When it comes to abstract art, some jokes write themselves. Without anybody noticing, the famous artwork New York City 1 by the Dutch painter Piet Mondrian has apparently been hanging upside down ever since it was first publicly displayed in New York in 1945. Mondrian had died the previous year and wasn’t around to correct the mistake—now revealed through the research of curator Susanne Meyer-Büser of the Kunstsammlung NRW in Düsseldorf, Germany.
The artwork in question consists of horizontally and vertically crossing lines of red, blue, yellow, and black adhesive tape, typical for the work of Mondrian. The Dutch artist created the work in 1941, but it had not been publicly displayed until after his death in 1944. Susanne Meyer-Büser noted that Mondrian didn’t sign the painting, which “makes it sometimes harder to tell” which side is up. Ever since the first exhibition in the New York Museum of Modern Art, the work has been hanging incorrectly; a mistake, Meyer-Büser speculates, that may be attributed to “an employee packing it the wrong way.” Based on this New York exhibition, it entered art catalogs depicted upside down, a mistake that has been replicated wherever the work had been hung ever since.
Meyer-Büser was tipped off by a hunch of Italian artist Francesco Visalli, who had written a letter to the museum describing his nagging feeling that the work may be flipped. “Whenever I look at this work, I always have the distinct feeling that it needs to be rotated 180 degrees,” Visalli wrote. He provided the museum in Düsseldorf also with a photograph from Mondrian’s studio in which New York City 1 was placed the right side up on an easel. This caused Meyer-Büser to conduct further investigations that confirmed Visalli’s hunch. Slowly but surely, things started to make sense. “When attaching adhesive tapes,” says Meyer-Büser, “they’re placed accurately at the top, pulled down, and clipped off at the bottom. This can often leave some residue.” But these “unclean edges” from the bottom are at the top in Düsseldorf.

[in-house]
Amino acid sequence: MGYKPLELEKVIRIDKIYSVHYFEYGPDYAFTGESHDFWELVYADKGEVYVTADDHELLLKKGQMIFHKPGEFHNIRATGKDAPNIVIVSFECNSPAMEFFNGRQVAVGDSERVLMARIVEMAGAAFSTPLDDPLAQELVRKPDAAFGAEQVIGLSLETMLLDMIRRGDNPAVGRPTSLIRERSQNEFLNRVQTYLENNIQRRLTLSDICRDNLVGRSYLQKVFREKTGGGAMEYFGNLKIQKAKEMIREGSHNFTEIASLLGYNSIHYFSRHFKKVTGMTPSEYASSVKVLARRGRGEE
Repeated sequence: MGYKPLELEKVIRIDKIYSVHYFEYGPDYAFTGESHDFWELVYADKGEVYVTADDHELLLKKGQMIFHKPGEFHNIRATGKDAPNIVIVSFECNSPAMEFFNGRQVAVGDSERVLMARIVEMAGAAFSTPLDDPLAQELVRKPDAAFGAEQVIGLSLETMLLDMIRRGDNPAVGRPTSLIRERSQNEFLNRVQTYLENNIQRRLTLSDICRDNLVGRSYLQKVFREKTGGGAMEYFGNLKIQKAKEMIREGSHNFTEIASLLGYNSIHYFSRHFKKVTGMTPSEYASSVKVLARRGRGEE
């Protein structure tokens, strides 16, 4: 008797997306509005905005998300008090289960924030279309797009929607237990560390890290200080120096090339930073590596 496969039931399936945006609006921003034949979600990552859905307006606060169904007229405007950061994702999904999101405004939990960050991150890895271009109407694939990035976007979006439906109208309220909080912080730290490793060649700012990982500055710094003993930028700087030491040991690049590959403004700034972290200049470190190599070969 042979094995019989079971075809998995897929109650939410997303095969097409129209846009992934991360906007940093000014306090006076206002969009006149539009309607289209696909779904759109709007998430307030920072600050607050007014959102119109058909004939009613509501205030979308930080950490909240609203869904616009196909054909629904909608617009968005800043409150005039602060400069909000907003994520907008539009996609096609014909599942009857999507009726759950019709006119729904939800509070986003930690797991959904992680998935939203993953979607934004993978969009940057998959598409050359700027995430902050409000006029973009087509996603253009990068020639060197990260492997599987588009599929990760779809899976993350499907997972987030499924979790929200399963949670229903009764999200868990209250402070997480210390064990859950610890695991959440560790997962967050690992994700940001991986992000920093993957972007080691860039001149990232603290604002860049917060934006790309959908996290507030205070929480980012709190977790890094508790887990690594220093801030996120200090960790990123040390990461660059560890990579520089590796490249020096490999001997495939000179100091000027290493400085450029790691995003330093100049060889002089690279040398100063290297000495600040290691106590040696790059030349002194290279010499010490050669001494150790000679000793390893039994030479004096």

Another strong indicator could be found in the display of Mondrian’s oil painting of the same name located in the Centre Pompidou in Paris—based on the original work with adhesive tape—is actually hanging the correct way up.
Some experts, however, refuse to make a definitive call on the matter. Harry Cooper, a senior curator at the National Gallery of Art in Washington, for instance, claims that the artwork is “still in process,” arguing that “even though it might have been put on an easel at some point, that doesn’t mean it wouldn’t have been worked on further. A different decision about its orientation could have been made.”
Regardless of whether real evidence of the correct orientation of the work will ever be found, it will remain on display the same way it has been for the past 77 years. “The adhesive tapes are already extremely loose and hanging by a thread,” Meyer-Büser explained. “If you were to turn it upside down now, gravity would pull it into another direction. And it’s now part of the work’s story.”
Asked what Mondrian himself would have thought of the flipped image, Meyer-Büser speculated: “He would have liked it. Mondrian was a very modern artist, who worked a lot with reflections and rotations. He would have certainly liked that we think about what is right and what is wrong.”